The right ski backpack for even more fun in the snow.

Ski Backpack

As for all types of backpack, there are big differences between the different makes of ski backpack and certain important points to consider when buying. A trekking backpack is not the same as a hiking backpack and a ski touring backpack is definitely not a freeriding backpack! We have put together some tips for choosing your backpack, including the right combination of features, design and size for each of the different winter sports.

Harness system, fit and cut of skiing backpacks

Fit and cut sound almost like clothing. When choosing a backpack, it is hugely important to consider just how robust it is, how closely it hugs your back and whether you should go for a longer or wider model.
All of these things are contingent on the harness system. Unlike the well-known mesh backs used in hiking, skiing backpacks use padded carry systems that are close to the body, fitting snugly and keeping the weight well-distributed so that they don't unbalance the wearer in fast turns on the piste. Either thermoformed foam or soft mesh offer the greatest comfort and keep the load balanced on the back where it belongs.
Skiing backpacks come in different designs depending on their size and intended use. Small models for victuals while out on the slopes or for safety equipment when freeriding outside of secured pistes usually hold about ten to 15 litres and are relatively flat and long. Even the smaller models of skiing backpacks can carry airbags.
The mid-sized model with a 20 to 30 litre volume are ideal for day tours and are good both for ski mountaineering and slopes. The are cut somewhat shorter and deeper. This makes it easy to access them and to keep track of the contents, and though it this skiing backpack is somewhat larger, it is still short enough not to be in the way at the neck if you need to move your head back while wearing a helmet.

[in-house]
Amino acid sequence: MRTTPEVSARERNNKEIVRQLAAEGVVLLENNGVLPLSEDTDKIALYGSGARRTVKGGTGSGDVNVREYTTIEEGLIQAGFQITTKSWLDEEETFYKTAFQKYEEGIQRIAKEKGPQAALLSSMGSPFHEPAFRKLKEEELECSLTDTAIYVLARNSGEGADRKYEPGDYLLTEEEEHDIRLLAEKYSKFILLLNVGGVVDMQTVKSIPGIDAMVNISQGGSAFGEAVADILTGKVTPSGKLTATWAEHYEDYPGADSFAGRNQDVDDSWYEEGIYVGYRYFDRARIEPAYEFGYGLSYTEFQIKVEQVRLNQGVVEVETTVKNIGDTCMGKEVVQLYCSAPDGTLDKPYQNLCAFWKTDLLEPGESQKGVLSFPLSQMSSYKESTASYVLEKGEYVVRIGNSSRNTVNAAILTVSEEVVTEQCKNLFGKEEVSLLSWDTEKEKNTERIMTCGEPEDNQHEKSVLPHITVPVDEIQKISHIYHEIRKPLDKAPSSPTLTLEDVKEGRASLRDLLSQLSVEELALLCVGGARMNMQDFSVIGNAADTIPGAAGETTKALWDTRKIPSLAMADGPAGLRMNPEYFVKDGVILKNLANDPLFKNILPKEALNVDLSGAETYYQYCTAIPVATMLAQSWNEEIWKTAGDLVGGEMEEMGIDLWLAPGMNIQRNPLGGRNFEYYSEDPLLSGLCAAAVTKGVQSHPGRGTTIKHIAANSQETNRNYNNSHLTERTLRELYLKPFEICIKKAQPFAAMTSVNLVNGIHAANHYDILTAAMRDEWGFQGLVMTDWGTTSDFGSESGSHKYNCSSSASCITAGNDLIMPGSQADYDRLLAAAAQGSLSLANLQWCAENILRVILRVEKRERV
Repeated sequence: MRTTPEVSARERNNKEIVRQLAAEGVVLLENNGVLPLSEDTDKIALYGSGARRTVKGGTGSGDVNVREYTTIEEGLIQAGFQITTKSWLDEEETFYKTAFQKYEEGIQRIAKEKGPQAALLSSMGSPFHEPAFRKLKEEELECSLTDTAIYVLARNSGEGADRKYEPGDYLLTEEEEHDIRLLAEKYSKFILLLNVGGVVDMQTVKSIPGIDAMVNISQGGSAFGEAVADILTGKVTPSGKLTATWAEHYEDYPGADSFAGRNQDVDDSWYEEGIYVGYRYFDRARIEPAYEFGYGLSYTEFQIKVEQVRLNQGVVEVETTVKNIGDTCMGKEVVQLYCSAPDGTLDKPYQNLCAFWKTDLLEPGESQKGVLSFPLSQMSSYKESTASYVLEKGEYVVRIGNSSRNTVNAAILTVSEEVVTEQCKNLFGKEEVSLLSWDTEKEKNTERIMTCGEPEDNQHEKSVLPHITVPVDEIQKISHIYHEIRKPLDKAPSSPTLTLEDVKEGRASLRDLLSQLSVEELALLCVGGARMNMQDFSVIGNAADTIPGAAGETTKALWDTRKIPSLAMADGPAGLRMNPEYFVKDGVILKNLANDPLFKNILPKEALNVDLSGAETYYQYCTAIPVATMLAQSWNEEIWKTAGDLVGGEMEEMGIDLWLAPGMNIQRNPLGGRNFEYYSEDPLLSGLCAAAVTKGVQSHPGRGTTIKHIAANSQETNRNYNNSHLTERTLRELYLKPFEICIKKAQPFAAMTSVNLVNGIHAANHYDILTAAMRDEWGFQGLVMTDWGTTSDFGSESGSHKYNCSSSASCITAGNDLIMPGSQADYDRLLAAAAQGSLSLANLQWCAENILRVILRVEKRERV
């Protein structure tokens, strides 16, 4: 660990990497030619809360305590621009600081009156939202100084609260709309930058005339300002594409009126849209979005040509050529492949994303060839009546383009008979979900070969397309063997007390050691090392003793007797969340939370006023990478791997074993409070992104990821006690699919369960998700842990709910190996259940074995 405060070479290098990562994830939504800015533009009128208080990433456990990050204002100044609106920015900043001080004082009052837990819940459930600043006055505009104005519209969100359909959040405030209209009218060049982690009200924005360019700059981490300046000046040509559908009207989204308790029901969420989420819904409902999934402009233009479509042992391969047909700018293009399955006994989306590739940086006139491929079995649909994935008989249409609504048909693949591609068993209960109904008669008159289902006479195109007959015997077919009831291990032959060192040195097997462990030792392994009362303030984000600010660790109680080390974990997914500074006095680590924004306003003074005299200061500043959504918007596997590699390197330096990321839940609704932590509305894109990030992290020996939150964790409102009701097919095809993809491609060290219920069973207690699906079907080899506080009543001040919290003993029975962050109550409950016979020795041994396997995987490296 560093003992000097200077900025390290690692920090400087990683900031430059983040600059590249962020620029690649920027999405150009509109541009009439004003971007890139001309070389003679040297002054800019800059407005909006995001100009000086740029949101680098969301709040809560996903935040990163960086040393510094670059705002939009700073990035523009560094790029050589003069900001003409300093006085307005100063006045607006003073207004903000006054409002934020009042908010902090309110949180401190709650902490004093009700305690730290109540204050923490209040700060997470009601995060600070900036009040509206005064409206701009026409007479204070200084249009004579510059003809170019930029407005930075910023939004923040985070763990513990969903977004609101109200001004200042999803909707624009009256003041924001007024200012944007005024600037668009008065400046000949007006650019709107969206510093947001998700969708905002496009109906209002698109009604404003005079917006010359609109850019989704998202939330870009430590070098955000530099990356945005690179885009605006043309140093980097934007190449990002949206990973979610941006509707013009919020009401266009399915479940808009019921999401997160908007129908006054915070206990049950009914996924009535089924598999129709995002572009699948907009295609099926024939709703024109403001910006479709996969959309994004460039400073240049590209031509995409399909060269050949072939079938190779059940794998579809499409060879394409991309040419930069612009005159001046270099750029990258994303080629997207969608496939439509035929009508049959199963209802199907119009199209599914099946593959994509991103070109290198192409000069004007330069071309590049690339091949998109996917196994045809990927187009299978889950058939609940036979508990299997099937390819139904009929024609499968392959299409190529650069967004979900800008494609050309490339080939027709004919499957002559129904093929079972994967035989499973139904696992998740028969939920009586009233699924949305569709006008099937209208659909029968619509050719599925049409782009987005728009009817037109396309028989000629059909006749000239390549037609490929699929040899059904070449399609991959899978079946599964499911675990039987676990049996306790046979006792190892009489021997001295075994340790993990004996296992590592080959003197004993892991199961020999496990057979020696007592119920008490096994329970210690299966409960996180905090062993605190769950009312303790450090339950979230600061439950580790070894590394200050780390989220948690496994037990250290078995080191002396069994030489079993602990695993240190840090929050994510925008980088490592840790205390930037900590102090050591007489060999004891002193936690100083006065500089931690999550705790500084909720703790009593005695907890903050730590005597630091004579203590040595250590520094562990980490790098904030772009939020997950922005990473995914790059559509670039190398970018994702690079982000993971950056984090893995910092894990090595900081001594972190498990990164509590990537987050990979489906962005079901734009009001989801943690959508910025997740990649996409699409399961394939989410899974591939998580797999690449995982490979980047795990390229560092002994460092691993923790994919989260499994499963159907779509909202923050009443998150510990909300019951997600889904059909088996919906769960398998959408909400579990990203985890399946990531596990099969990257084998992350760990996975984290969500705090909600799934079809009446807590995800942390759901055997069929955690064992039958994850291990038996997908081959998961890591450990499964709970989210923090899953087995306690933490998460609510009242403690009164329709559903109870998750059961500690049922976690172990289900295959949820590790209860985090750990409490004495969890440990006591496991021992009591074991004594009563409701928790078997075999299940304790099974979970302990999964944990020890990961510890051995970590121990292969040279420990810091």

Skiing backpacks offering greater volume are not meant for simple downhill skiing, but for All Mountain, Back country and ski touring, when you need more equipment for one day or even - as is often the case - do tours lasting several days. The long, thin, almost tube-like design allows for good freedom of movement as well as offering the possibility of strapping skis or a snowboard to the sides.
The waist belts are different for skiing backpacks than for walking backpacks or trekking backpacks; similar to cycling backpacks, they tend to be smaller and are often detachable. This allows for more freedom of movement and makes the backpacks suitable for short climbing passages or approaches. In such cases, the load lies flat along the back, since you are generally stooping rather than standing straight.

Features found in skiing backpacks

The sheer number of attachment straps for skis, snowboards, helmets and poles as well as various loops for carabiners and gloves and other equipment means that skiing backpacks look very similar to climbing backpacks. However, winter sport backpacks have more specialised inner pockets (for avalanche transceivers, for example), sometimes include an airbag or avalung and are designed for easy, intuitive use while wearing thick winter gloves.

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